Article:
Russia-ASEAN relationship needs more substance

The Kremlin seems to be distant from ASEAN leaders. Drawing by Iorsh

The Kremlin seems to be distant from ASEAN leaders. Drawing by Iorsh

If Russia is to be taken seriously by ASEAN, first of all Vladimir Putin needs to get to know the grouping’s leaders personally. Otherwise it would be hard to add substance to their relationships.

ASEAN’s overall ties with the U.S., China, Japan and India have been stronger and healthier because their leaders pushed hard and boosted mutual cooperation in bringing about tangible outcomes. It was no fluke. In the past few years, they have personally engaged with the ASEAN leaders to move forward their friendship. Last month, U.S. President Barack Obama hosted a special summit in California and further deepened cooperation with ASEAN. As a reward, the ASEAN leaders agreed to sign up to the Sunnylands Declaration, which contained 17 principles - a good testimony of new confidence of shared visions and commitments between US and the association.

In a similar vein, both Chinese President Xi Jinping and Premier Li Keqiang have travelled throughout the region with specific joint programs and activities for ASEAN and individual members. Their far-reaching infrastructural projects and region-wide connectivity are limited in number so far. These days, China moves quickly to implement whatever it has committed at a speed that ASEAN has to catch up. When ASEAN-China leaders meet for the 19th time in early September in Vientiane to commemorate their 25th anniversary, there will be more surprises on the offing.

In the case of Japan, under the leadership of Prime Minister Shinzo Abe, ASEAN-Japan ties have been on Shinkansen-like speeds. Their cooperation was strengthened widely, reflecting Tokyo's priority and the grouping's growing strategic significance. Abe travelled and consulted with the ASEAN leaders as never before. The ASEAN leaders responded in kind, adding new dimension to their otherwise heavily economic-oriented agenda.

Even India has pumped up its multi-faceted cooperation with Asean. Indian Prime Minister Narendra Modi wants more ASEAN investment and trade. Of late, New Delhi is softer and more willing to give and take in the negotiation of a Regional Comprehensive Economic Partnership, which is the ASEAN-led regional free trade framework. Modi is also pushing the bureaucrats and private sectors to "Act East" rather than just "Look East" as advocated by the previous government.In the case of Japan, under the leadership of Prime Minister Shinzo Abe, ASEAN-Japan ties have been on Shinkansen-like speeds. Their cooperation was strengthened widely, reflecting Tokyo's priority and the grouping's growing strategic significance. Abe travelled and consulted with the ASEAN leaders as never before. The ASEAN leaders responded in kind, adding new dimension to their otherwise heavily economic-oriented agenda.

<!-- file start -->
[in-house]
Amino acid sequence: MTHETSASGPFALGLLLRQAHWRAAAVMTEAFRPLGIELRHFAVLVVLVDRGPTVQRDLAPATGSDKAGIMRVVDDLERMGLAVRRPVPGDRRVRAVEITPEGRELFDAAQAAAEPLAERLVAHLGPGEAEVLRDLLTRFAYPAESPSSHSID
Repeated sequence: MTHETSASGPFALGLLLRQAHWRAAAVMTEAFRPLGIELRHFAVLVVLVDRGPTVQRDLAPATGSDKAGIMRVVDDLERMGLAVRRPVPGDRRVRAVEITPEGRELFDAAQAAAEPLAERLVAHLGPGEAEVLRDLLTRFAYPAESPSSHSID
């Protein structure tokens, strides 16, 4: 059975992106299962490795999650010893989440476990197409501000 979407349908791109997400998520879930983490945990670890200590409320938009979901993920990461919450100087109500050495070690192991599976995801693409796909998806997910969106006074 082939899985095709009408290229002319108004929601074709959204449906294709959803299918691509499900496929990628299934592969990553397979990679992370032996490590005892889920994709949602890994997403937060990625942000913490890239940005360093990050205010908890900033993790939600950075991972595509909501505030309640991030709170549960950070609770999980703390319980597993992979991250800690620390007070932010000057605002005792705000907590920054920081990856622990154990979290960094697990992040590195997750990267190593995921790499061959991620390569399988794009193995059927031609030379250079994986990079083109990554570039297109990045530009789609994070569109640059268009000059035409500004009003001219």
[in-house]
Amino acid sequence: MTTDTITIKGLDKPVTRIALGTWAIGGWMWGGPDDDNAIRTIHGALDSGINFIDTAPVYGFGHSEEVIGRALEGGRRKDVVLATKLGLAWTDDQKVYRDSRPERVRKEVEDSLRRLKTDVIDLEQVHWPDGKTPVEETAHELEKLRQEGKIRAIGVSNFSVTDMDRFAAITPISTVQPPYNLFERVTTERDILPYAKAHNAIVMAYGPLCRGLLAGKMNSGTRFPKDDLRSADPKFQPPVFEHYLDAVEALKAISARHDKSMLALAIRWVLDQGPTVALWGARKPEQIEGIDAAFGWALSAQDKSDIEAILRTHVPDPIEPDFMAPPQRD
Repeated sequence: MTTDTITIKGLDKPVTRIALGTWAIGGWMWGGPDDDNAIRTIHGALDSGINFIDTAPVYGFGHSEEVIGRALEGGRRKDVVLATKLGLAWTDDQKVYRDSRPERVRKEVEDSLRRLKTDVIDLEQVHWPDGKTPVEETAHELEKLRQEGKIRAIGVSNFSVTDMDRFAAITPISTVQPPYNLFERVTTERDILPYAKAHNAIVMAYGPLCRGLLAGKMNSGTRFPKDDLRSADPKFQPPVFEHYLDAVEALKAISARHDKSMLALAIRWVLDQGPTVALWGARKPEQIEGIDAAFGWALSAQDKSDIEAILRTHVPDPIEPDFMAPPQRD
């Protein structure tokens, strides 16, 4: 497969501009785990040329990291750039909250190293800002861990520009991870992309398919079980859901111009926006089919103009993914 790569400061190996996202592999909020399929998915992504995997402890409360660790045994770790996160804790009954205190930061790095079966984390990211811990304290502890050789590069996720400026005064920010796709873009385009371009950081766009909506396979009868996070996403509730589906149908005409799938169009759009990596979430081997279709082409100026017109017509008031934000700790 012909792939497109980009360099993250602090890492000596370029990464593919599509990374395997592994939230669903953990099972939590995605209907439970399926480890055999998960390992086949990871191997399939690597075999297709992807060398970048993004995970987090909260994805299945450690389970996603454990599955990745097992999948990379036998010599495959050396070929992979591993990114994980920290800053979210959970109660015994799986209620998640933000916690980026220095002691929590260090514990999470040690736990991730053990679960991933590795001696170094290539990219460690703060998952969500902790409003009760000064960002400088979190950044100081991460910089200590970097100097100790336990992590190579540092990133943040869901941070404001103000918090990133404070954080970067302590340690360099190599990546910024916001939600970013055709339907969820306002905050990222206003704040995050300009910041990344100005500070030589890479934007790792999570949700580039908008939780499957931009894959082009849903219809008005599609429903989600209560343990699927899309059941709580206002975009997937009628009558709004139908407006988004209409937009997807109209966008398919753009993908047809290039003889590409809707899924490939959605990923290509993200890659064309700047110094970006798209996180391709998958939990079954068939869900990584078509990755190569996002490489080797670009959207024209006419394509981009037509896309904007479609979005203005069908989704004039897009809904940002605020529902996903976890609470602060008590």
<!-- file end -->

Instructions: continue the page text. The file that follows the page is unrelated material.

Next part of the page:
Both Australia and New Zealand have impressive records in dealing withASEAN. They are medium-size powers but with dynamic cooperative programs. They enjoy working with ASEAN at all levels. New Zealand was given strategic partnership status at the same time as the US last November. Among the core dialogue partners, Russia is still not a strategic partner of ASEAN.

Looking ahead to the upcoming Sochi summit, Russian President Vladimir Putin has personally fired up the tepid relations. He has already written a letter of invitation to the ASEAN leaders to come to Sochi. This time Putin wants to make sure the 10 leaders are there so he can exchange views with them for the first time. So far, Putin, even on his third-term presidency, has never met with all ASEAN leaders or attended any ASEAN-led mechanisms.

The article is abridged. Read the full verision at ASIA.RBTH.ru.

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